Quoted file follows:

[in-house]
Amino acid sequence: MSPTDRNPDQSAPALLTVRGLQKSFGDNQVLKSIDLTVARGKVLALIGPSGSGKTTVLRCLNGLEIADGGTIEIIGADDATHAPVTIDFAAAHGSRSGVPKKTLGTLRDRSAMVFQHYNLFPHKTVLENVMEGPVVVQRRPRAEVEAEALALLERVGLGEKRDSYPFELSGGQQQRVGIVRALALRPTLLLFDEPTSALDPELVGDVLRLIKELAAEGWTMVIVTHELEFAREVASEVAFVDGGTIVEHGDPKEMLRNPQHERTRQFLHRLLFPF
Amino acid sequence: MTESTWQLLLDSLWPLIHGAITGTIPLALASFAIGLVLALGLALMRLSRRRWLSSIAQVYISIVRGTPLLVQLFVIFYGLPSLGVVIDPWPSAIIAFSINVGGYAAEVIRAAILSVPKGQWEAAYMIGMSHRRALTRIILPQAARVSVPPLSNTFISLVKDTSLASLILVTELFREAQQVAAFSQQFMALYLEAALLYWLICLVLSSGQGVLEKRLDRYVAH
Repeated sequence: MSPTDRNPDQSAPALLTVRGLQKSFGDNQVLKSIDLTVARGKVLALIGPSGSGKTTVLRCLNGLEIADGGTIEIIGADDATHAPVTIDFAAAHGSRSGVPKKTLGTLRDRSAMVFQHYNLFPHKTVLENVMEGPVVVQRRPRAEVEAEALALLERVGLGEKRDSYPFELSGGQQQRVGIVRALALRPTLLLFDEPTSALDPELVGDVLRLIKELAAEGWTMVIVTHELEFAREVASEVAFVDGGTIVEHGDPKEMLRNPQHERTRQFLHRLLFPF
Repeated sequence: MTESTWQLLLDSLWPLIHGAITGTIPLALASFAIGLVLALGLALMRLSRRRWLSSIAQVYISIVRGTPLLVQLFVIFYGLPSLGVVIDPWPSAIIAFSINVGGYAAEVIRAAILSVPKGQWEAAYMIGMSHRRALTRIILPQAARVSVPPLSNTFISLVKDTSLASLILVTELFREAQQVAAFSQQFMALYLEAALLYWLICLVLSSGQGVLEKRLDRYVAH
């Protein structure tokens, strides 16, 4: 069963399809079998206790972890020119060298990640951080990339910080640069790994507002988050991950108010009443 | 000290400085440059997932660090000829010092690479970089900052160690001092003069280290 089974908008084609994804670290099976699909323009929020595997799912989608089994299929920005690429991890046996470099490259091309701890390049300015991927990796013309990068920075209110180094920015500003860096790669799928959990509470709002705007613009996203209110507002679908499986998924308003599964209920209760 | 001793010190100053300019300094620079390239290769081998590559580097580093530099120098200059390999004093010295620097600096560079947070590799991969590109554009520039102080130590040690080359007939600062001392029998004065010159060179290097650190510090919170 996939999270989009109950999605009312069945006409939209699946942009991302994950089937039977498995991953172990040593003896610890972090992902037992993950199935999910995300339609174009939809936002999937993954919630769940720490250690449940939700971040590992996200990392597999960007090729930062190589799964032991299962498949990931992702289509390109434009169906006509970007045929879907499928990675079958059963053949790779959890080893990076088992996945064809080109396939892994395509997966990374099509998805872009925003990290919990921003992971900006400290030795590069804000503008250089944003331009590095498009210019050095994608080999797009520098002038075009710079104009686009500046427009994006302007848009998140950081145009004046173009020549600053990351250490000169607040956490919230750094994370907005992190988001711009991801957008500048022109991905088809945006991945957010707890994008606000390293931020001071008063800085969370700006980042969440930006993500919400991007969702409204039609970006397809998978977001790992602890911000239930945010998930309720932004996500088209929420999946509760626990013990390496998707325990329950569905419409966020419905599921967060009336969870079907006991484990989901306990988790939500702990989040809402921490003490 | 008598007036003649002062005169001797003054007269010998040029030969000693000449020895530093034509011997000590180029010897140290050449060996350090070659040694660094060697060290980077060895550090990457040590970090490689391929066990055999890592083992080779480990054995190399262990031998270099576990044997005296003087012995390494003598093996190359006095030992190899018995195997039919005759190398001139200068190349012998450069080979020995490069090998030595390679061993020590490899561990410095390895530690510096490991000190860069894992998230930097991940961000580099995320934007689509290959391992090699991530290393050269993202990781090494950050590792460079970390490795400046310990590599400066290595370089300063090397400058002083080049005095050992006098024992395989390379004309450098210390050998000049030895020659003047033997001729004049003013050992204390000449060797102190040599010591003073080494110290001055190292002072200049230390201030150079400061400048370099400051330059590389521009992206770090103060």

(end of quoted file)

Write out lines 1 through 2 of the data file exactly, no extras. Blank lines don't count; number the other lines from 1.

[in-house]
Amino acid sequence: MSPTDRNPDQSAPALLTVRGLQKSFGDNQVLKSIDLTVARGKVLALIGPSGSGKTTVLRCLNGLEIADGGTIEIIGADDATHAPVTIDFAAAHGSRSGVPKKTLGTLRDRSAMVFQHYNLFPHKTVLENVMEGPVVVQRRPRAEVEAEALALLERVGLGEKRDSYPFELSGGQQQRVGIVRALALRPTLLLFDEPTSALDPELVGDVLRLIKELAAEGWTMVIVTHELEFAREVASEVAFVDGGTIVEHGDPKEMLRNPQHERTRQFLHRLLFPF